JB Yes. Because of my job I always think about the way the land has always been husbanded, so you have the wild and you have our little bits that we’ve always husbanded and looked after. They would have chosen that cliff really carefully and then the Romans stumbled upon the place and called it the Noble Valley, they found it to be so beautiful. The Romans chose such nice places to settle.

GB Do you think part of the beauty is an instinctive evolutionary response to seeing a good place to live, with caves and a river?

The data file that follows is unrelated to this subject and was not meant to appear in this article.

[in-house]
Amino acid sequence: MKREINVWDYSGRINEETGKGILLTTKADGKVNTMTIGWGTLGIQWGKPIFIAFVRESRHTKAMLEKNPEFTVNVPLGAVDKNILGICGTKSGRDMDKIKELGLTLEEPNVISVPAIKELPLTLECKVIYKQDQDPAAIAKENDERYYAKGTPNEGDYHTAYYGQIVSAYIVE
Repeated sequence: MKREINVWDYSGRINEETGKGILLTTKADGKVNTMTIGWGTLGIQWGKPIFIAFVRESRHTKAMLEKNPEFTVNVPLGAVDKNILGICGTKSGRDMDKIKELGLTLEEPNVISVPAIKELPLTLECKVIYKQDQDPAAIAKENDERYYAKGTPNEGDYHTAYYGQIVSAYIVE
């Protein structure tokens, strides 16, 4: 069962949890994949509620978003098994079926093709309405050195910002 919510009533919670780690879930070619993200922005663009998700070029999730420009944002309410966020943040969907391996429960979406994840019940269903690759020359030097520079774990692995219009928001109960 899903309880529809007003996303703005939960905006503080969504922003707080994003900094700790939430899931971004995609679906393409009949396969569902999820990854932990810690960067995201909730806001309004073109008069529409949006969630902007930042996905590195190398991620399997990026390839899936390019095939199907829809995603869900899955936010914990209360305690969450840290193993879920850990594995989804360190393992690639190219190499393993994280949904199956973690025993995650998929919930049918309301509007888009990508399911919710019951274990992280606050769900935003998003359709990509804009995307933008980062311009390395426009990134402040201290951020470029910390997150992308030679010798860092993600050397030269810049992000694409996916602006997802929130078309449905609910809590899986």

JB Yes I do. I think it does appeal on an instinctive level. For example I have a real antipathy to the New Forest. I’ve never liked it at all, without being able to work out why. Then I found out that it’s always been really poor. The people who lived there suffered scraping a living from weak land. Its upsetting to think of. This is a rich, safe beautiful landscape. It’s very old which makes you feel stable. Although I have a friend who grew up in a valley like that near the alps and she absolutely hated it because it was so claustrophobic and the first thing she was going to have to do in her life was literally and metaphorically scramble her way out of the valley. I find it beautiful because it’s my choice to be there. We chucked my mum’s ashes off that cliff after she died. It’s what she wanted. It has that added significance now. I didn’t choose for it to come into my life but I think about it a lot. It changes through the day and the seasons. It has it’s own weather system and people paraglide off it. There are invisible thermals that lift you high up into the sky. I wasn’t looking forward to throwing mum’s ashes off the cliff because I thought it was a really uninteresting experience, but in fact the ashes floated up and up and were mesmerisingly beautiful and I watched it for ages. She loved to travel, so she’s everywhere now.